If you currently have a Bachelor of Science in Nursing (BSN) degree, you may be looking toward the next step in your career. With the nursing profession projected to grow 31 percent by 2026 according to the U.S. Department of Labor, it’s no surprise that recent BSN graduates are looking for more opportunities to increase earning potential and professional standing.

Individuals with a BSN can find great opportunities in many fields, including:

  • Education
  • Research
  • Coaching/mentoring
  • Forensics
  • And more

However, nurses with a BSN looking to utilize their skills and experience in a healthcare facility should consider earning credentials to become a nurse practitioner (NP). With steady job security, a competitive salary, and the opportunity to meaningfully impact patients, pursuing a career as a nurse practitioner can be a rewarding choice for BSN graduates.

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What Is a Nurse Practitioner?

With multiple nursing career paths available to those in the field, it can be difficult to know the difference between the different roles and specialties. For instance, the difference between registered nurses and nurse practitioners is a common question among prospective nursing professionals. Both are skilled and dedicated medical professionals who devote their lives and careers to caring for patients in a variety of settings. However, NPs are required to obtain a Master of Science in Nursing degree (MSN) and additional training that designated them as the true experts that they are.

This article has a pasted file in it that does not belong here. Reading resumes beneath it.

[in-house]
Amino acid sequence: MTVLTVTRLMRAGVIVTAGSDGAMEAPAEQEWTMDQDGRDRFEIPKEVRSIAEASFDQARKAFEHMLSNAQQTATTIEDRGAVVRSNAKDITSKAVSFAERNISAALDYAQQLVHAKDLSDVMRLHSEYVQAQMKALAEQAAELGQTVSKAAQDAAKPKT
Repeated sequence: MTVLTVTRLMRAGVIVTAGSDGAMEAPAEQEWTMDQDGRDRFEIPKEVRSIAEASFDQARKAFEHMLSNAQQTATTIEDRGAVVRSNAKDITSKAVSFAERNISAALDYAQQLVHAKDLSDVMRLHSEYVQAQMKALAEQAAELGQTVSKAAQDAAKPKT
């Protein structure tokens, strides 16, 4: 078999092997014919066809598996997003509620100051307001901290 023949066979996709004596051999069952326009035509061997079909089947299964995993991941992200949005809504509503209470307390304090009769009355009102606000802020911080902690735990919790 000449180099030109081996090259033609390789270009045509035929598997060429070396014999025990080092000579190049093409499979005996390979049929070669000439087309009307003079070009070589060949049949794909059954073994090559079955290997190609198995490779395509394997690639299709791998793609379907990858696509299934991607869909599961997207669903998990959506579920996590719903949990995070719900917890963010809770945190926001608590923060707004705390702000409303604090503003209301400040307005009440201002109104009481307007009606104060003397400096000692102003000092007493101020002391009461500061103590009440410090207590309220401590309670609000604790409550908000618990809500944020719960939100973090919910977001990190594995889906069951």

With a master’s degree, nurse practitioners obtain high-level skills and professional autonomy that allows them to act as a leader in primary care for their patients. Nurse practitioners are considered to be “advanced practice nurses,” says Dr. Donna Barry, director of the DNP on-campus programs at Regis College. “They are able to diagnose, treat, prescribe, and provide comprehensive care to the patients they’re seeing.”

Nurse Practitioner Specialties

While nurse practitioners are universally skilled healthcare professionals, they are often asked to choose a specialty and focus on a particular patient group or medical practice. Since an NP’s specialty is often set in stone post-graduation, it’s important to think critically about which speciality you may want to pursue when you begin your graduate studies. The various specialties an NP can pursue allow nurses to follow their unique skills and passions, including: